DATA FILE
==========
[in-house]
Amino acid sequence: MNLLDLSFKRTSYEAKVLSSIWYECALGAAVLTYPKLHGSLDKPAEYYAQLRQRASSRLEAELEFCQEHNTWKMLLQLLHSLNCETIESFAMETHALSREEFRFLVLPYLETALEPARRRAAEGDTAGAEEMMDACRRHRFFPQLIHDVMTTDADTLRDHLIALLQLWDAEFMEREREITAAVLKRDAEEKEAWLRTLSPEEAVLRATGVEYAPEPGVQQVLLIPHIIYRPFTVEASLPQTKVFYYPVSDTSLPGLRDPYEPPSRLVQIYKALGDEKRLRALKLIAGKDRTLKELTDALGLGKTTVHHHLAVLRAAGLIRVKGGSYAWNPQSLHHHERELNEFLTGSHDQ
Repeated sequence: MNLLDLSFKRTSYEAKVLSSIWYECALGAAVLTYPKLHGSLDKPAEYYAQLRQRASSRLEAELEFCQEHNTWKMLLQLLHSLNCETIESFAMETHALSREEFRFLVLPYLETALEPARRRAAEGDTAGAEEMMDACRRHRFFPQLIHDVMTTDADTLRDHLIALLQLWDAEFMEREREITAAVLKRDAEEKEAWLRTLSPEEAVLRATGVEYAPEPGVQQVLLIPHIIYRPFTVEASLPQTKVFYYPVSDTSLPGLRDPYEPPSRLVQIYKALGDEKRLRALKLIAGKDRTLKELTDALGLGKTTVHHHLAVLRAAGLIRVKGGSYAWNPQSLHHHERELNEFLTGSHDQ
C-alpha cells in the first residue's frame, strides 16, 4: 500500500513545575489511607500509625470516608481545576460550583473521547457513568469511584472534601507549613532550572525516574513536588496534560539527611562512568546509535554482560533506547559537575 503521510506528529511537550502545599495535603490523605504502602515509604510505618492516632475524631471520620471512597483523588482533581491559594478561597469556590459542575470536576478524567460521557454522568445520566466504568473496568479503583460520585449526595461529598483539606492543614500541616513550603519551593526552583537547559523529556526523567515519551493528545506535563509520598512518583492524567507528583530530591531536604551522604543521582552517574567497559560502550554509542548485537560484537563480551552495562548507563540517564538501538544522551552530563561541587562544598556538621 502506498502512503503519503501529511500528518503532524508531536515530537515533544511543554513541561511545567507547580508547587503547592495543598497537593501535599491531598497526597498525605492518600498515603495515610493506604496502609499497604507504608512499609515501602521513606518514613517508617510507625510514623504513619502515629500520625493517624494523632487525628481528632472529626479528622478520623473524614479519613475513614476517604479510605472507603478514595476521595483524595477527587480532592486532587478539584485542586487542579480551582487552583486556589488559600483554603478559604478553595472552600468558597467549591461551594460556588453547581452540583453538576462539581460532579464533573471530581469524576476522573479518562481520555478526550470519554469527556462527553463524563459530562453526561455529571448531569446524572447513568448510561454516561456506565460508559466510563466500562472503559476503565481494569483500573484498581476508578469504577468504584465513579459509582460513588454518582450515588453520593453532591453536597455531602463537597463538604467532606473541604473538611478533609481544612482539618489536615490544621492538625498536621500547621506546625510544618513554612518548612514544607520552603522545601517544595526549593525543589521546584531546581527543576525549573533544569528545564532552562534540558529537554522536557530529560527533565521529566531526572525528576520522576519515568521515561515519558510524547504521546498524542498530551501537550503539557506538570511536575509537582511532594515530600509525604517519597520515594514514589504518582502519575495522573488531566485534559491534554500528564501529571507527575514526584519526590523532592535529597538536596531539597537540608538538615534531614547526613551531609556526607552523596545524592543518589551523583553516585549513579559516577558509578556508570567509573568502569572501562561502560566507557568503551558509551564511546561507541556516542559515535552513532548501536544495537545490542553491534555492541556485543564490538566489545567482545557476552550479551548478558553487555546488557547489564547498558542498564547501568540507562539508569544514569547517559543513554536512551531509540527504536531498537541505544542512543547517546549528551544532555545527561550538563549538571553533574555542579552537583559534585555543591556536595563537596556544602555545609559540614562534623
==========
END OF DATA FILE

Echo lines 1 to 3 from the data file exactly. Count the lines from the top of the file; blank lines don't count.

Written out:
[in-house]
Amino acid sequence: MNLLDLSFKRTSYEAKVLSSIWYECALGAAVLTYPKLHGSLDKPAEYYAQLRQRASSRLEAELEFCQEHNTWKMLLQLLHSLNCETIESFAMETHALSREEFRFLVLPYLETALEPARRRAAEGDTAGAEEMMDACRRHRFFPQLIHDVMTTDADTLRDHLIALLQLWDAEFMEREREITAAVLKRDAEEKEAWLRTLSPEEAVLRATGVEYAPEPGVQQVLLIPHIIYRPFTVEASLPQTKVFYYPVSDTSLPGLRDPYEPPSRLVQIYKALGDEKRLRALKLIAGKDRTLKELTDALGLGKTTVHHHLAVLRAAGLIRVKGGSYAWNPQSLHHHERELNEFLTGSHDQ
Repeated sequence: MNLLDLSFKRTSYEAKVLSSIWYECALGAAVLTYPKLHGSLDKPAEYYAQLRQRASSRLEAELEFCQEHNTWKMLLQLLHSLNCETIESFAMETHALSREEFRFLVLPYLETALEPARRRAAEGDTAGAEEMMDACRRHRFFPQLIHDVMTTDADTLRDHLIALLQLWDAEFMEREREITAAVLKRDAEEKEAWLRTLSPEEAVLRATGVEYAPEPGVQQVLLIPHIIYRPFTVEASLPQTKVFYYPVSDTSLPGLRDPYEPPSRLVQIYKALGDEKRLRALKLIAGKDRTLKELTDALGLGKTTVHHHLAVLRAAGLIRVKGGSYAWNPQSLHHHERELNEFLTGSHDQ